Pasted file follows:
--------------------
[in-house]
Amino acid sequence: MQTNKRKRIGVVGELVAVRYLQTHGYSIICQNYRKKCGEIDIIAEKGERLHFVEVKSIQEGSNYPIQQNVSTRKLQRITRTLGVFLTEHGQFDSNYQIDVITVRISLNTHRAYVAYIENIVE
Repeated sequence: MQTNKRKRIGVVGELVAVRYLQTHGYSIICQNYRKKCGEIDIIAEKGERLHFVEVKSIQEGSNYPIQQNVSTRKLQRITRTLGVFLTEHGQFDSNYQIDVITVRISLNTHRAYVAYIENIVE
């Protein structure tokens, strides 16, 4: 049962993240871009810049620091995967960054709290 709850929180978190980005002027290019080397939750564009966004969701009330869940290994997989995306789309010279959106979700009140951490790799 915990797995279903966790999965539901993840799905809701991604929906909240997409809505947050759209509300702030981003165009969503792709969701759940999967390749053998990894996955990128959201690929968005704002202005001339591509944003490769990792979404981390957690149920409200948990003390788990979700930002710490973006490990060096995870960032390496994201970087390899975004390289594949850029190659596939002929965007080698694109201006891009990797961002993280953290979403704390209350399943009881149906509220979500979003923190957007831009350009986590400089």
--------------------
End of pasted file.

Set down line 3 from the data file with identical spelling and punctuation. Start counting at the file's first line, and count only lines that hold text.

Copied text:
Repeated sequence: MQTNKRKRIGVVGELVAVRYLQTHGYSIICQNYRKKCGEIDIIAEKGERLHFVEVKSIQEGSNYPIQQNVSTRKLQRITRTLGVFLTEHGQFDSNYQIDVITVRISLNTHRAYVAYIENIVE